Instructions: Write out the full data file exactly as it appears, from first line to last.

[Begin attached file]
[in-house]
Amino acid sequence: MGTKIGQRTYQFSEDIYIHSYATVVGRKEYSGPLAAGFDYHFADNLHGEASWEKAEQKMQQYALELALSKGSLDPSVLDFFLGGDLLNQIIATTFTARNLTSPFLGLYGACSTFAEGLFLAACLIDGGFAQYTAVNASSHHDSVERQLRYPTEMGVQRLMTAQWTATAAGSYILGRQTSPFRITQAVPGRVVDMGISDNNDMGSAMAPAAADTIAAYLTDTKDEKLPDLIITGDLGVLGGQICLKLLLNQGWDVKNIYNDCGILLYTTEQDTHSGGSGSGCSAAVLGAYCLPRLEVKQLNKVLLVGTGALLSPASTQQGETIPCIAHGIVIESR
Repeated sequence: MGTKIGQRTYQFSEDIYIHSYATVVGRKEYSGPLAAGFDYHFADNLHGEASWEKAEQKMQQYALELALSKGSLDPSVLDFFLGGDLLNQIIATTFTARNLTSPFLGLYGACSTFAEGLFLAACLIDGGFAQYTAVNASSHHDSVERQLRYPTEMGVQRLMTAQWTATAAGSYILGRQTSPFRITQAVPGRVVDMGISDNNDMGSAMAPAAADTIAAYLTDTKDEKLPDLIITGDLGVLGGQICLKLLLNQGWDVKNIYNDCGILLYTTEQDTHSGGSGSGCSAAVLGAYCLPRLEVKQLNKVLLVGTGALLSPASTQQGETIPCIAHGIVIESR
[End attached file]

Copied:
[in-house]
Amino acid sequence: MGTKIGQRTYQFSEDIYIHSYATVVGRKEYSGPLAAGFDYHFADNLHGEASWEKAEQKMQQYALELALSKGSLDPSVLDFFLGGDLLNQIIATTFTARNLTSPFLGLYGACSTFAEGLFLAACLIDGGFAQYTAVNASSHHDSVERQLRYPTEMGVQRLMTAQWTATAAGSYILGRQTSPFRITQAVPGRVVDMGISDNNDMGSAMAPAAADTIAAYLTDTKDEKLPDLIITGDLGVLGGQICLKLLLNQGWDVKNIYNDCGILLYTTEQDTHSGGSGSGCSAAVLGAYCLPRLEVKQLNKVLLVGTGALLSPASTQQGETIPCIAHGIVIESR
Repeated sequence: MGTKIGQRTYQFSEDIYIHSYATVVGRKEYSGPLAAGFDYHFADNLHGEASWEKAEQKMQQYALELALSKGSLDPSVLDFFLGGDLLNQIIATTFTARNLTSPFLGLYGACSTFAEGLFLAACLIDGGFAQYTAVNASSHHDSVERQLRYPTEMGVQRLMTAQWTATAAGSYILGRQTSPFRITQAVPGRVVDMGISDNNDMGSAMAPAAADTIAAYLTDTKDEKLPDLIITGDLGVLGGQICLKLLLNQGWDVKNIYNDCGILLYTTEQDTHSGGSGSGCSAAVLGAYCLPRLEVKQLNKVLLVGTGALLSPASTQQGETIPCIAHGIVIESR